Using your voice to advocate for the causes you care about is a critical part of civic engagement. At the individual level, people use their voices through the conversations they have with friends and family members or what they post on social media. But what does an organizational voice look like – specifically for nonprofits looking to build a bridge between donors and trust? Below are four tips for finding your nonprofit voice.
Learn More About Advocacy
A critical step to unleashing your voice is to be clear that advocacy and lobbying are two different things. Broadly speaking, advocacy is defined as “public support for or a recommendation of a particular cause or policy,” whereas lobbying is urging “…the public to contact members or employees of a legislative body for the purpose of accepting, rejecting, proposing, supporting, or opposing legislation,” according to the United States Internal Revenue Service. Most nonprofits heavily lean into advocacy to advance their missions and individuals impacted by their work. In fact, advocacy is the backbone of many nonprofit efforts. As an organization, you can add your voice to the public square and join the chorus of individuals seeking to effect positive change.
One useful resource is Bolder Advocacy, an organization consisting of lawyers, coaches and nonprofit experts who provide educational resources for nonprofit and foundation leaders on advocacy. They offer a wide range of information, tools and training to help organizations navigate advocacy rules and regulations.
Find Your Voice
When you represent a nonprofit organization, you may feel hesitant to engage your voice in some of these movements or policies that might drive or impact them. You might avoid using your platform in new or bolder ways out of fear of putting off volunteers, funders or other stakeholders. You may be concerned about appearing “too political” or “too controversial” by speaking up about current social or political issues. But in doing so you miss opportunities. You miss advancing your mission, as well as building deeper connections with donors and the very people we serve.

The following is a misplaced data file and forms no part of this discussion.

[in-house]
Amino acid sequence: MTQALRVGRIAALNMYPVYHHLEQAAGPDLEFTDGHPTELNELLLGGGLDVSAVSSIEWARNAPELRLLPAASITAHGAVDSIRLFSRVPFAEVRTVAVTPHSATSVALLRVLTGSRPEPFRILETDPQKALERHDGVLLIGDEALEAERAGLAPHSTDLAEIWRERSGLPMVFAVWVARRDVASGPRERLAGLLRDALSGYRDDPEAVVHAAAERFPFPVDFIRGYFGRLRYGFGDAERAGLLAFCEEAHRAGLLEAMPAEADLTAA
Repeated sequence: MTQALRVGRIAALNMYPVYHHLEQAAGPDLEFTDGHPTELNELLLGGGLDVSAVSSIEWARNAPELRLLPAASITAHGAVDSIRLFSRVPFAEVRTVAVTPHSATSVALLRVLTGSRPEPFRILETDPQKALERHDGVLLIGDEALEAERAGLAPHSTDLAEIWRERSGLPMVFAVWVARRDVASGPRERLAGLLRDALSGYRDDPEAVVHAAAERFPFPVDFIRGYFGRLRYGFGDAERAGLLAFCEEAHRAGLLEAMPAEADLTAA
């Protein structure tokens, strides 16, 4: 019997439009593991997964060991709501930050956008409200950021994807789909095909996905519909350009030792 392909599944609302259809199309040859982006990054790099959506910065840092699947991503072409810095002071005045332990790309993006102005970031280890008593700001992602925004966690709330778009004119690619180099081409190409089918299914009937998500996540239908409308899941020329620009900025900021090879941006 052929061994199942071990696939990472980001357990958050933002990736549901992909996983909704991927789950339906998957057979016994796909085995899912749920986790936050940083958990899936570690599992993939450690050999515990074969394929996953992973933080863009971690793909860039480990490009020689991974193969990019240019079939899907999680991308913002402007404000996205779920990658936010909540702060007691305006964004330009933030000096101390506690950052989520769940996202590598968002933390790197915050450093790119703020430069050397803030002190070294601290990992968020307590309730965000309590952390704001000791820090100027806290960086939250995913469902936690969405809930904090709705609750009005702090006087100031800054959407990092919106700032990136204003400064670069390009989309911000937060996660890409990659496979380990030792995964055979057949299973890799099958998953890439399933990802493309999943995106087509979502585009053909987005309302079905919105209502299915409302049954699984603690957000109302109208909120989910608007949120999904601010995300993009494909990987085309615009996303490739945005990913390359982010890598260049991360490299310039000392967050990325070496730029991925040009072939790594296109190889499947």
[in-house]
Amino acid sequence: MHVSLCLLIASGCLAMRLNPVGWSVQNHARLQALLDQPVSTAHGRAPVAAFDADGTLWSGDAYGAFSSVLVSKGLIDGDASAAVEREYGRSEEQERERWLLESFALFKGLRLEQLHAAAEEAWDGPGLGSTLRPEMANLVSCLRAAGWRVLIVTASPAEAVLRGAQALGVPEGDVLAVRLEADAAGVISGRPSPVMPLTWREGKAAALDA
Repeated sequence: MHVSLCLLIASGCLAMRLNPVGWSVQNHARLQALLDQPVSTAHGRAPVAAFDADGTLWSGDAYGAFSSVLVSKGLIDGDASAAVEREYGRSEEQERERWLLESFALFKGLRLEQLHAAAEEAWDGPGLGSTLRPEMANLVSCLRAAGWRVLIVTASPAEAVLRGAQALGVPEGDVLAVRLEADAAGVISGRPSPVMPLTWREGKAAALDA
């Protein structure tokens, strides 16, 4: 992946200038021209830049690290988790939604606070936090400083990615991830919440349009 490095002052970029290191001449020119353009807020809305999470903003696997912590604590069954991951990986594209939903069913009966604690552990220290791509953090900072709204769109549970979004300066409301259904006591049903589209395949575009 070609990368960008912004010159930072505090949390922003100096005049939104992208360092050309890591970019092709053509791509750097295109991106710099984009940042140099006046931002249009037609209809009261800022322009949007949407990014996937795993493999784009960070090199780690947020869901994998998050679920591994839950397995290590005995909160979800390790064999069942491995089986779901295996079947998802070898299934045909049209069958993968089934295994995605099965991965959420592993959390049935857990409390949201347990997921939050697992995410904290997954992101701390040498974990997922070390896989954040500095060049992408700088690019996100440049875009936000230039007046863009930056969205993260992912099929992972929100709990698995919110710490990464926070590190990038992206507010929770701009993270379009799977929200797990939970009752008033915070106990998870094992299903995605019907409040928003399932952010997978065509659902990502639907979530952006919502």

Your staff and Board of Directors should decide on your advocacy strategy. Identify the issue(s) that are connected to your mission and your organizational values. Where it makes sense, engage other constituents such as volunteers or members of your community. Use this checklist from the Council of Nonprofits to help you plan effectively.
Listen and Learn
Educate yourself more deeply on current social movements that relate to the issue(s) your organization has identified. From Black Lives Matter to #MeToo to the LGBTQIA+ rights movement to campaigns like the Ice Bucket Challenge, there has been a range of social movements that inspired, motivated and empowered our society in recent history alone.
Evaluate which tools, resources and strategies already exist and which organizations might already be engaged in advocacy related to those issues. Take note of how nonprofits use social media to engage with their communities on these topics, then mimic these strategies on your own social media channels.
Inform Your Network
Finally, spread awareness and share resources, like the “Civic Life Today” issue about Voice, offering educational resources help to deepen everyone’s understanding of the issue(s).
Distribute information and answer questions about your new strategies. Help to inform your network about your nonprofit’s current or planned advocacy efforts and why they matter to your organization and the people you serve. Leveraging learning and advocating together strengthens your organization’s connection with your constituencies as you work toward systemic change.